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Keeping their cool

The continuing growth of the perishables market is making airlines sit up and take notice. Ian Putzger examines how the improving global market is bringing new technologies into play

In early December Emirates SkyCargo proudly proclaimed that the volume of perishables moving through its freighter hub at Al Maktoum International airport, which opened earlier last year, had passed the 35,000 tonne mark. The announcement reflected both the carrier's strong focus on perishables and the rapid growth in this segment.


Forwarders confirm that a rising number of airlines have either beefed up their offerings when targeting perishables, or simply started focusing on them. Even the integrators are now chasing this traffic. "Airlines are really aggressive with the perishables market," comments Alex Strohmeier, Manager of Kuehne + Nagel in Halifax, Nova Scotia, a regular source of seafood shipments.


Unlike the general cargo market, perishables showed strong growth in 2015. "We had double-digit growth in the past year along with the industry itself, which also had double-digit growth," notes Markus Fellmann, Global Vice President of Hellmann Perishable Logistics.


American Airlines Cargo is expanding its cold chain capabilities. It has built a new 3,500ft2 cooler in Dallas/Fort Worth that was due to open in January. In London, unable to expand the footprint of its limited facility, it resorted to hooking up a refrigerated trailer in order to boost cooler capacity, reports Carmen Taylor, Managing Director for Latin America.


Operators say that though there has been growth across the spectrum, there have also been some weak patches. Air France-KLM Cargo has seen a decline in flower traffic both from East Africa and the Andean nations to Europe. Pieter Fopma, Director Perishables, attributes this chiefly to the weakened Russian market, which used to be a prime destination for this traffic.


Some markets stand out for their rapidly expanding appetite for perishables. "For us, what's really booming is the Middle East. There is huge demand there," says Fellmann. Even large volume shipments of potatoes are flown there, he adds.


Hellmann officially opened shop last year in the region, which will be a major focus for 2016. "We look at our own dedicated cold storage. This is in planning right now," he says.


Another buoyant market is China. "The overall economy may have slowed, but there is a vast population with disposable income, which is showing an appetite for good perishables," says Daniel Johnson, Manager, Global Products at IAG Cargo.


A few years ago most of the perishables that American was hauling out of Latin America terminated in Miami. Then, the airline managed to convince customers to move some of their exports through Florida to Europe, says Taylor. The past two years have seen a rise in perishables going to Asia, such as papayas from Brazil heading for stores in Japan, China and Korea. A big factor was the launch of a São Paulo-Los Angeles route with Boeing 777 aircraft.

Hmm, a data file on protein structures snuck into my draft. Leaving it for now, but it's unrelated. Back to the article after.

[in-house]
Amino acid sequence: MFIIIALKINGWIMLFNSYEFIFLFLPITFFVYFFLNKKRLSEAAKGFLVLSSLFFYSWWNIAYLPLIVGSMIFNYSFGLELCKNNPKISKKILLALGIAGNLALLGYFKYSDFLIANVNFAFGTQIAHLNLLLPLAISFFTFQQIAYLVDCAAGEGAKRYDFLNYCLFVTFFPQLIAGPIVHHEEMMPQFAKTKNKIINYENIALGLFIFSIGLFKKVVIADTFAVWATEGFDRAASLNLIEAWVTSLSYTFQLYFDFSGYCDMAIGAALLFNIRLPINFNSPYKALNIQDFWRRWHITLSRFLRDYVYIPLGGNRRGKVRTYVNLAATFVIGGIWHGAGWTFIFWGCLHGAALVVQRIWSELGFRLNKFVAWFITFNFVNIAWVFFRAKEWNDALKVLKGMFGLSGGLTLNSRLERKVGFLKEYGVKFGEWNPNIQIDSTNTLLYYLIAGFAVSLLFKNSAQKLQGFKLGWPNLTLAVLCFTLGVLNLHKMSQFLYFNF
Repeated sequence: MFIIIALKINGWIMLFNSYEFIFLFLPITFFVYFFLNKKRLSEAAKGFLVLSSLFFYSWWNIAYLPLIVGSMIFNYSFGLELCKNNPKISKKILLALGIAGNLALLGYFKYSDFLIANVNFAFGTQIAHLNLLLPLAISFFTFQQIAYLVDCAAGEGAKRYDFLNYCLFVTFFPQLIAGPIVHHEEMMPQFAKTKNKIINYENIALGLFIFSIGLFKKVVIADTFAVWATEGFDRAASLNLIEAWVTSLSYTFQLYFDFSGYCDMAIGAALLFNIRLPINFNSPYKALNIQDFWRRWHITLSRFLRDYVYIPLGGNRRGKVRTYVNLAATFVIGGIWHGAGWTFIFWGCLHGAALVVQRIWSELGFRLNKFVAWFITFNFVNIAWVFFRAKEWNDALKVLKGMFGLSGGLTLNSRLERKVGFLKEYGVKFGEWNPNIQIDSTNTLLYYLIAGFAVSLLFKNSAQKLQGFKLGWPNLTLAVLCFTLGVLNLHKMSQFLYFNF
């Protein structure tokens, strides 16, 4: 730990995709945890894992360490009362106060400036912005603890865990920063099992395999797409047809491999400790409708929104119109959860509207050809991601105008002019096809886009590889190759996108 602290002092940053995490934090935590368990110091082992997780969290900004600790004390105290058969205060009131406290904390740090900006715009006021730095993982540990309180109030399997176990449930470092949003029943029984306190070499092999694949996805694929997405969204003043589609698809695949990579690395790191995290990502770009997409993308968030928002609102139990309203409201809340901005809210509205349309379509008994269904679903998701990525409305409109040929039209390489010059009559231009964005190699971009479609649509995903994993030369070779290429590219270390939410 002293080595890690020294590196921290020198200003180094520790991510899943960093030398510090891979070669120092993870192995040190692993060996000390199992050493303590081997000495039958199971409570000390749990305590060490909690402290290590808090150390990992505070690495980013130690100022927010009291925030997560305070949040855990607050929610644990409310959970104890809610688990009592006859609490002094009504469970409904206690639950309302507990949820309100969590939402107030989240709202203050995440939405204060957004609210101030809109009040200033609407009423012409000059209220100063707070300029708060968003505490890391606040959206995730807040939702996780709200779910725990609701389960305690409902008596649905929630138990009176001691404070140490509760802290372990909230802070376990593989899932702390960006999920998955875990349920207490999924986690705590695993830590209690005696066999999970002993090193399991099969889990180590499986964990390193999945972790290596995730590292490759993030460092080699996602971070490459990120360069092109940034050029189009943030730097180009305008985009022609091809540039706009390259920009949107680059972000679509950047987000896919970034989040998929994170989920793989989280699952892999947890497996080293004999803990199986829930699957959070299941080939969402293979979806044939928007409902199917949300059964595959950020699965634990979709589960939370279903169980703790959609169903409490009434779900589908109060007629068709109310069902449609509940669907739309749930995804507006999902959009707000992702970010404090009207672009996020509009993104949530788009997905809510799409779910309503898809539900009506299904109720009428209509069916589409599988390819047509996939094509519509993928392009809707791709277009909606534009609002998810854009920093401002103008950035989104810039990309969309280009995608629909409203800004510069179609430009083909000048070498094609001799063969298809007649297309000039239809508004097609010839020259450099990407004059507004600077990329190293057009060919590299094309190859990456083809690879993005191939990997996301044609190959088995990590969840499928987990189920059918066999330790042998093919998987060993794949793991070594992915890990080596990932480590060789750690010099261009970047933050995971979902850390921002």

Fopma notes that China is opening up to a broadening array of perishables, such as lobsters and bell peppers. "We see the pre-packaged food segment growing particularly fast," he adds. For Emirates, one of the hits to Asian destinations has been the haul of lobster from the American Northeast. Lobster from the Canadian Maritimes was also a major factor behind the launch of a transatlantic freighter from Toronto, via Moncton, to Brussels by KF Aerospace last year.


For his part, Johnson has seen strong demand from Chinese consumers for premium seafood like crabs and razor clams. While fruits and vegetables will always constitute the bulk of the traffic, they are highly commoditised; the juicy growth is in the premium segment, he says.


This trend often goes hand in hand with heightened expectations. "Customers demand more from carriers. Sometimes this plays to our advantage with the investments we've made to improve our service," Johnson says. To some extent, this is driven by mounting regulatory pressure reflecting heightened standards of food safety guidelines. Chris Connell, President of perishables specialist Commodity Forwarders, finds that compliance rules for perishables entering the US seem to be getting tighter.


“The whole food safety area is going to continue to be a big deal, but there is not a lot of formality around it yet. It will probably be a year or two before we see an impact there," reflects Tim Strauss, Vice President, Cargo at Hawaiian Airlines.


Uneven application of such standards can be a headache too. Imports into Europe are subject to EU regulations, but the execution and implementation varies by country, remarks Fopma. If one jurisdiction at a large European gateway has a less strict approach than another, more perishables will flow to the former, he says.  >>

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